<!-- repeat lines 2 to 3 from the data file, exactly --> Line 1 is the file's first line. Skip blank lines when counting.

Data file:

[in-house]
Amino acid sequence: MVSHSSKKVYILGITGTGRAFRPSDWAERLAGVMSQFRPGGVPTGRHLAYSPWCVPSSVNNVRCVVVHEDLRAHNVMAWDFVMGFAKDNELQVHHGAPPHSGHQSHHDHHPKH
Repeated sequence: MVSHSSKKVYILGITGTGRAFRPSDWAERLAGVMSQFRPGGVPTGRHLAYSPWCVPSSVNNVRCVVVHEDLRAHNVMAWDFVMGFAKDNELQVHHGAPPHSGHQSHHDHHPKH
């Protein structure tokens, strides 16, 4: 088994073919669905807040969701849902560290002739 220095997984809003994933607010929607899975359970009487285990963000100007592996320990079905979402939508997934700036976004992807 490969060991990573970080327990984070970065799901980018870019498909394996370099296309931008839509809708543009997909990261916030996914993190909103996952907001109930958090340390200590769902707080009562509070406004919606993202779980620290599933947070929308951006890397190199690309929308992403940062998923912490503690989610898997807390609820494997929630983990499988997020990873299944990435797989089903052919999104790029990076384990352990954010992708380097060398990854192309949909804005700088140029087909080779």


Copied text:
Amino acid sequence: MVSHSSKKVYILGITGTGRAFRPSDWAERLAGVMSQFRPGGVPTGRHLAYSPWCVPSSVNNVRCVVVHEDLRAHNVMAWDFVMGFAKDNELQVHHGAPPHSGHQSHHDHHPKH
Repeated sequence: MVSHSSKKVYILGITGTGRAFRPSDWAERLAGVMSQFRPGGVPTGRHLAYSPWCVPSSVNNVRCVVVHEDLRAHNVMAWDFVMGFAKDNELQVHHGAPPHSGHQSHHDHHPKH